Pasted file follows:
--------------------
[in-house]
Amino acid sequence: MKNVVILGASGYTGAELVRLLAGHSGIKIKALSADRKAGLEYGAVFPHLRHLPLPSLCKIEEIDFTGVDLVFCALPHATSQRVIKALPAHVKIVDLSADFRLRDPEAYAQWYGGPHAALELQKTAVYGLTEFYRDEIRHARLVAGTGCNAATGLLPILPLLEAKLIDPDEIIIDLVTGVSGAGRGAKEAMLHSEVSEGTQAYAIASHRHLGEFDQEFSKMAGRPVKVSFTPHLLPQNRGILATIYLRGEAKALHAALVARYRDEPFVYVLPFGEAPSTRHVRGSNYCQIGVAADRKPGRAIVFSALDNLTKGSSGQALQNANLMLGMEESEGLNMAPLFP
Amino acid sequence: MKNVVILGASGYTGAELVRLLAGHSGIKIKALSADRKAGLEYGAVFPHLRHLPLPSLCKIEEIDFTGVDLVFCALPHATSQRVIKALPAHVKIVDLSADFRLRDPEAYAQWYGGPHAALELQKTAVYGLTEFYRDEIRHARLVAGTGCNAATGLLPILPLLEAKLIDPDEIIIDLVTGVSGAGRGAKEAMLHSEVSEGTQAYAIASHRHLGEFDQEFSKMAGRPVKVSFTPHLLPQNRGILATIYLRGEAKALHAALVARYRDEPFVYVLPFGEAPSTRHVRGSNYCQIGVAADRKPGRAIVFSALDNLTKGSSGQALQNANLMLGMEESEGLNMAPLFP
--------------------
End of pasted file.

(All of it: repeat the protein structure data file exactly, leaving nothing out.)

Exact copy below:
[in-house]
Amino acid sequence: MKNVVILGASGYTGAELVRLLAGHSGIKIKALSADRKAGLEYGAVFPHLRHLPLPSLCKIEEIDFTGVDLVFCALPHATSQRVIKALPAHVKIVDLSADFRLRDPEAYAQWYGGPHAALELQKTAVYGLTEFYRDEIRHARLVAGTGCNAATGLLPILPLLEAKLIDPDEIIIDLVTGVSGAGRGAKEAMLHSEVSEGTQAYAIASHRHLGEFDQEFSKMAGRPVKVSFTPHLLPQNRGILATIYLRGEAKALHAALVARYRDEPFVYVLPFGEAPSTRHVRGSNYCQIGVAADRKPGRAIVFSALDNLTKGSSGQALQNANLMLGMEESEGLNMAPLFP
Amino acid sequence: MKNVVILGASGYTGAELVRLLAGHSGIKIKALSADRKAGLEYGAVFPHLRHLPLPSLCKIEEIDFTGVDLVFCALPHATSQRVIKALPAHVKIVDLSADFRLRDPEAYAQWYGGPHAALELQKTAVYGLTEFYRDEIRHARLVAGTGCNAATGLLPILPLLEAKLIDPDEIIIDLVTGVSGAGRGAKEAMLHSEVSEGTQAYAIASHRHLGEFDQEFSKMAGRPVKVSFTPHLLPQNRGILATIYLRGEAKALHAALVARYRDEPFVYVLPFGEAPSTRHVRGSNYCQIGVAADRKPGRAIVFSALDNLTKGSSGQALQNANLMLGMEESEGLNMAPLFP